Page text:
About Congenital Heart Treatment
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Congenital heart treatment
What is congenital heart disease?
Congenital heart disease is also known as a congenital heart defect. It is an abnormality of the heart that exists at birth. The defect usually affects heart organs such as the blood vessels, valves or the heart walls. The diseases range from minor defects to critical conditions that can result in the death of the affected individual.
Types of congenital heart disease
The congenital diseases can be categorized into three main groups:
- Heart wall congenital diseases- these defects make the walls of the heart chambers grow in a defective manner hence causing pumping of blood in the chambers very hard. This effect makes the heart try to pump the blood in a high pressure which may result in hypertension.
- Valve congenital diseases- these defects may affect the flow of blood in the heart. The valves may open and close irregularly.
- Blood vessels congenital defects- involves poor functioning of weak blood veins and arteries carrying blood in and out of the heart. This condition may develop into a chronic disease if not rectified quickly.
Cyanotic and Acyanotic Congenital Heart Disease
In both of these defects, the blood from the heart is not pumped in the correct manner. The heart fails to pump enough blood to be supplied to the body due to defects of the heart. The main difference between acyanotic and cyanotic defects is that cyanotic defects cause low oxygen levels in the blood while acyanotic conditions blood is pumped in low levels. Babies born with these defects will have breathing problems or develop the blue-baby disease. The conditions may develop later in life resulting in high blood pressure.
Symptoms of congenital Heart Disease
Most congenital defects are discovered during an ultrasound scan. Treatment may start immediately or when recommended by the doctor. Babies with congenital defects may show symptoms such as:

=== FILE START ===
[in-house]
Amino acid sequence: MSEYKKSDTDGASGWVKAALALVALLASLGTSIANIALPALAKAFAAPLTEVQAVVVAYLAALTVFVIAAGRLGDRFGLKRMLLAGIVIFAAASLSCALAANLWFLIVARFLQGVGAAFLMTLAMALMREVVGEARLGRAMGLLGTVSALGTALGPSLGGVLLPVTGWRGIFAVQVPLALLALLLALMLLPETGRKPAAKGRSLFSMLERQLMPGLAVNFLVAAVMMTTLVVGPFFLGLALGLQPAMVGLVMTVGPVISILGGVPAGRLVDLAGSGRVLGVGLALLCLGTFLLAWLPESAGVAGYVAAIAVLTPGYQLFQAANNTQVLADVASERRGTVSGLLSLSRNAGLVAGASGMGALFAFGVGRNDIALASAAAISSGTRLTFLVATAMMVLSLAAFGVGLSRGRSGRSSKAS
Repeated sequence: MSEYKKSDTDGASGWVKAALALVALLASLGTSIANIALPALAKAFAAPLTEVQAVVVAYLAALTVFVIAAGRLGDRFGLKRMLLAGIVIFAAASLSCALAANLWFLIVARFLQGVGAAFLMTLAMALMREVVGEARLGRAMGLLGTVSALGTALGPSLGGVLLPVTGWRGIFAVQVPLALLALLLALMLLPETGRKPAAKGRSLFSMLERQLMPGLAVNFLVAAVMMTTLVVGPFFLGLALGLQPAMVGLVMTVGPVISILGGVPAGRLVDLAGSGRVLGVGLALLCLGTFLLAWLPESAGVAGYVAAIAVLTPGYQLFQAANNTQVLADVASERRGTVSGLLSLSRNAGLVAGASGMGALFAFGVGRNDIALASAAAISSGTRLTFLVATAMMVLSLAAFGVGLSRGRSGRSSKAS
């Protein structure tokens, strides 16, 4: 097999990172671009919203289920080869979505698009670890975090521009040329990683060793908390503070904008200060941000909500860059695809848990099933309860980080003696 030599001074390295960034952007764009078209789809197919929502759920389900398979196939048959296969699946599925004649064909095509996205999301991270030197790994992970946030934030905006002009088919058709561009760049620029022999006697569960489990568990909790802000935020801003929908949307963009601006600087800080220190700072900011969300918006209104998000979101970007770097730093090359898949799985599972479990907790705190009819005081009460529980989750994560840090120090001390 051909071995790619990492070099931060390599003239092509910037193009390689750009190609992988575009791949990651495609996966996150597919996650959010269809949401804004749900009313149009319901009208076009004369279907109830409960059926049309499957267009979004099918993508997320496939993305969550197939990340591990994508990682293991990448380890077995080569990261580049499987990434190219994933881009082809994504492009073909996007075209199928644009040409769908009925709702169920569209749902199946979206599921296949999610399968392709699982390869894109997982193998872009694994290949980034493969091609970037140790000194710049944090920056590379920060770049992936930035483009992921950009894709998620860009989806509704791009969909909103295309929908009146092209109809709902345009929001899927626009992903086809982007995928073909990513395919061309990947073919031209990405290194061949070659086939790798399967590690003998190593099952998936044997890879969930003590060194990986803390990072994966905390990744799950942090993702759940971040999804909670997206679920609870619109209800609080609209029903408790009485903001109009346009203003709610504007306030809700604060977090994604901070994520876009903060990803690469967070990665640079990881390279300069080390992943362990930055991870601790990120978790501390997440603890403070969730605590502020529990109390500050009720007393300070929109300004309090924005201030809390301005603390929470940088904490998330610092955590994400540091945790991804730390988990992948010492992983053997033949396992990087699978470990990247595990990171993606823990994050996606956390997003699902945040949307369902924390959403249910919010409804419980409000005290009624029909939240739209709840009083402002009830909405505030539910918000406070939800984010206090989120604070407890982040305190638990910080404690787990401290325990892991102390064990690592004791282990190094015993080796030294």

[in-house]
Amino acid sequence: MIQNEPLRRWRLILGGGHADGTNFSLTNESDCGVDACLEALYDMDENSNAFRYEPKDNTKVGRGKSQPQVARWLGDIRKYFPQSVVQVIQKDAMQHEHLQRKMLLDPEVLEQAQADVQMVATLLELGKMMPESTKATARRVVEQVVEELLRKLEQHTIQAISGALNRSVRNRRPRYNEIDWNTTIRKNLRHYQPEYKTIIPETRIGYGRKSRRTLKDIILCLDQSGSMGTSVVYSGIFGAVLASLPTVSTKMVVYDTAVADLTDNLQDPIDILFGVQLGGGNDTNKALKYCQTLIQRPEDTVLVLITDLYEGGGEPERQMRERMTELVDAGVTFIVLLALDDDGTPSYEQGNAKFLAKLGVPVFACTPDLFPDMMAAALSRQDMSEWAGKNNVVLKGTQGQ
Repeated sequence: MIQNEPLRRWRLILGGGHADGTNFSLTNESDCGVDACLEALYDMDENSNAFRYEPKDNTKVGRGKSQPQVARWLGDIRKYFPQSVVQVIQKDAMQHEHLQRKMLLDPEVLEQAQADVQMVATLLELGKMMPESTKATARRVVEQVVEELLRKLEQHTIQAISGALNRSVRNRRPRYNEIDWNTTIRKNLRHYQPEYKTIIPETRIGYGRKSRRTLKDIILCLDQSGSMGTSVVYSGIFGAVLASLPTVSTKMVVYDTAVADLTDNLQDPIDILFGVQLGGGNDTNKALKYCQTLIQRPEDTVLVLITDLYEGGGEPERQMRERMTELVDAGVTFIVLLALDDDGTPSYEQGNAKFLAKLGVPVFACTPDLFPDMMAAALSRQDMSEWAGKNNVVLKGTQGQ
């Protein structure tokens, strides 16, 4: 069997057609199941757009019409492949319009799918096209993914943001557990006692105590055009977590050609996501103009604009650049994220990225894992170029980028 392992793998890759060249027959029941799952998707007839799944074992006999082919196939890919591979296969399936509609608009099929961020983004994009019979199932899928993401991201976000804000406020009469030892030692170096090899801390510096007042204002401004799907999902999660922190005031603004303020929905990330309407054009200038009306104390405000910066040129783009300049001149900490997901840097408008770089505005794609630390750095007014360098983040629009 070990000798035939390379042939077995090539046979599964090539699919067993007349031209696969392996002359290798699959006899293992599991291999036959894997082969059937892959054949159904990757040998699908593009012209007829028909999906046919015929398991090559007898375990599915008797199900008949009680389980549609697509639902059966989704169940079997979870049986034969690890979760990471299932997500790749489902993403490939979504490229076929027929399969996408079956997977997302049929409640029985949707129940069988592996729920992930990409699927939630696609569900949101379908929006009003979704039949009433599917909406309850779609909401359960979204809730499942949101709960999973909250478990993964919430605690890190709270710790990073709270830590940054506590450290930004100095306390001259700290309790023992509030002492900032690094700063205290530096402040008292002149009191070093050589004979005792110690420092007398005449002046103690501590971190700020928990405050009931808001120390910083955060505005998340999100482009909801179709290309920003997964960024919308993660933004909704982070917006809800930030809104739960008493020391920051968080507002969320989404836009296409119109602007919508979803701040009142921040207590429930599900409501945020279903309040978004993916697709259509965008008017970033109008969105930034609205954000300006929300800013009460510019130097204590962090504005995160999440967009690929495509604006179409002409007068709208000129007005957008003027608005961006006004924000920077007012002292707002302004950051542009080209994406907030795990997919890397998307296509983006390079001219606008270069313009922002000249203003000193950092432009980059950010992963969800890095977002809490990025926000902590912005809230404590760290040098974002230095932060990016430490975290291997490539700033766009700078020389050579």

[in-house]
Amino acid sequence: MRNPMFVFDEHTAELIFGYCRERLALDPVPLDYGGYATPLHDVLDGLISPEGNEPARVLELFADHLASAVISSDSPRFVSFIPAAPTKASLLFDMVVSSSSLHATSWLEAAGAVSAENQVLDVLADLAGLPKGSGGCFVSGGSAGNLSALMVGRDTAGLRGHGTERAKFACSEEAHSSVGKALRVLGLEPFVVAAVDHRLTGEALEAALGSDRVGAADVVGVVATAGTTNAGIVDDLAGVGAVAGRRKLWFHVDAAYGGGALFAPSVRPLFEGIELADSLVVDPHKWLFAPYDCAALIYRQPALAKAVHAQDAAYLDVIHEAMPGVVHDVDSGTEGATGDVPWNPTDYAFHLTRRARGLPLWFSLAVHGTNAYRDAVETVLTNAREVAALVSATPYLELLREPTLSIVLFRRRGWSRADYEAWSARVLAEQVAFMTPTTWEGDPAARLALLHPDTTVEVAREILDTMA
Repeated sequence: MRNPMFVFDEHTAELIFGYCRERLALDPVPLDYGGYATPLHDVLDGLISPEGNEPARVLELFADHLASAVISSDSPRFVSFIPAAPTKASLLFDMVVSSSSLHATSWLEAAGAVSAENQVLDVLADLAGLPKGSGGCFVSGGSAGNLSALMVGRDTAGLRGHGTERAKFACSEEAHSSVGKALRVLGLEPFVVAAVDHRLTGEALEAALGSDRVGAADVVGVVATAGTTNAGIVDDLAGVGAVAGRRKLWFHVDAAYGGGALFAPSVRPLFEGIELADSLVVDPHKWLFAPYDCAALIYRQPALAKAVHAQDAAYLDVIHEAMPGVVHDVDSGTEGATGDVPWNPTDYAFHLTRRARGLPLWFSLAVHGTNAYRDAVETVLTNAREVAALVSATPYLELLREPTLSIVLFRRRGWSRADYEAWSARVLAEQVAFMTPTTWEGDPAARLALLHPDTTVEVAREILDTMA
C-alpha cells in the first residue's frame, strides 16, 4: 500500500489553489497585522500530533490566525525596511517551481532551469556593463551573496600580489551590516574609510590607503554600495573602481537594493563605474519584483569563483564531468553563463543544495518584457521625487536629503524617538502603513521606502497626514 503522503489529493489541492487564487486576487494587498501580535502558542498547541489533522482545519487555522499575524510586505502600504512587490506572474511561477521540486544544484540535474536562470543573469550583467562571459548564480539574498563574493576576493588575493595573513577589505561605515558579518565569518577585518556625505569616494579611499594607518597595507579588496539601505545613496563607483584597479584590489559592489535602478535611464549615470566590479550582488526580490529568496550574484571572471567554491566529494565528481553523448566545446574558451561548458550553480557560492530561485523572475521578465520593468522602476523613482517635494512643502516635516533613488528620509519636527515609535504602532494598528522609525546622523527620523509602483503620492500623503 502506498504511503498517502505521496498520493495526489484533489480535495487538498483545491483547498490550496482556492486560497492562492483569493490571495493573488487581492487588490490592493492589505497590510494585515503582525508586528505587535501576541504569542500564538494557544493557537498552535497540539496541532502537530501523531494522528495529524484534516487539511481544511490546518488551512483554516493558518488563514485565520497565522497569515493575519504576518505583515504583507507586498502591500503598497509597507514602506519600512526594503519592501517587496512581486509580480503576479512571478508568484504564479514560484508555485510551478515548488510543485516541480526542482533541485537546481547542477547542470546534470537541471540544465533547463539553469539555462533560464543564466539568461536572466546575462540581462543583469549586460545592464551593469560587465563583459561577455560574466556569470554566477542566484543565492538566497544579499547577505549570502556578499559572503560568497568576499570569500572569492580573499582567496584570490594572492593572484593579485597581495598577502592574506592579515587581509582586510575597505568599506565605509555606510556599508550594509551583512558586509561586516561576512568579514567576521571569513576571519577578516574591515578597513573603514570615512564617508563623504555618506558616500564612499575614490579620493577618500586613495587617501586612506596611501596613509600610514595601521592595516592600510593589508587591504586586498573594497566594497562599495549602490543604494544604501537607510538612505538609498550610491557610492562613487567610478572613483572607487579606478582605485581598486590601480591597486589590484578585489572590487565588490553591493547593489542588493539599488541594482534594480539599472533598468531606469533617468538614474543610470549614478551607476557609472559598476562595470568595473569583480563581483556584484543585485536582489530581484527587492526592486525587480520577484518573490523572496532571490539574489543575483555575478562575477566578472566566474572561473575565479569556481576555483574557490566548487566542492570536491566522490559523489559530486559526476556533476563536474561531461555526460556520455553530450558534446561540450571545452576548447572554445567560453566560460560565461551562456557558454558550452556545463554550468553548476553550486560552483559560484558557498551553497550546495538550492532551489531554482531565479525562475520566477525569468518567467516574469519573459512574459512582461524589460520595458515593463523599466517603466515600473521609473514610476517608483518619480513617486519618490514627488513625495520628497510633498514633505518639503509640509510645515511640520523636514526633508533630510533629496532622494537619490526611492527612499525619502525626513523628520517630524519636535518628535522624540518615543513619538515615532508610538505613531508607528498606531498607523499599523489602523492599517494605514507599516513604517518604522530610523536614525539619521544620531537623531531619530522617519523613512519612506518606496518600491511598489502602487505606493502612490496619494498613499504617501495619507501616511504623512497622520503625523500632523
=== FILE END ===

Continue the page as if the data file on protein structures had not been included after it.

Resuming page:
- Low weight at birth
- Chest complications
- Stunted growth
- Suckling difficulties
- Breathing complications
- Blue skin and toes
In cases where the conditions develop in later years, the symptoms may include:
- Frequent dizziness
- Irregular heartbeats
- Fatigue after minor tasks
- Breathing problems
- Swellings on the skin
Causes congenital heart disease
- The heart defect may be a hereditary case
- Intake of certain prescription drugs
- Consuming alcoholic beverages and other illegal substances
- Conditions such as diabetes during pregnancy
- Pregnant mothers who have viral diseases may end up giving birth to babies with heart conditions
Treatment of congenital heart diseases
The type of the disease determines the type of treatment given to the patient. Some of the diseases can cure on their own when the kid is still young while others require intense treatment. The following are some of the recommended treatment options available:
- Prescribed Medications: These medications are used to prevent conditions such as blood clot in heart blood vessels and irregular heartbeat.
- Catheter Procedures: Catheter procedures involve repair of certain congenital heart disease without performing surgery on the chest or heart. The procedure involves insertion of a thin tube through a vein in the leg up to the heart. The doctor will then use this tube to pass small tools through it and correct the condition.
- Implantable Heart Devices: These devices include such as the heart pacemaker and implantable cardioverter defibrillators. The heart pacemaker restores the normal heart beat rate while the implantable cardioverter defibrillator corrects the adverse irregular heart beat syndrome.
- Open-Heart Surgery: In cases of extreme conditions, surgery is necessitated. The surgery corrects defects such as holes in the heart, constricted blood vessels and dysfunctional heart valves.
- Heart Transplant: This option is the last in case of extreme defects. A completely shuttered heart will need replacement from a donor.
How to prevent congenital heart diseases
If you are pregnant, there are several precautionary measures you can undertake to prevent your unborn kid from developing a congenital heart defect:
- Avoid consumption of alcoholic beverages or prohibited drugs.
- For those with diabetes, ensure that you control your levels of blood glucose before becoming pregnant.
- Get rubella and measles vaccination and avoid contracting the diseases
- Ensure that any medications you take are prescribed by a qualified physician
- Undergo genetic screening if your family has a history of congenital heart disease.
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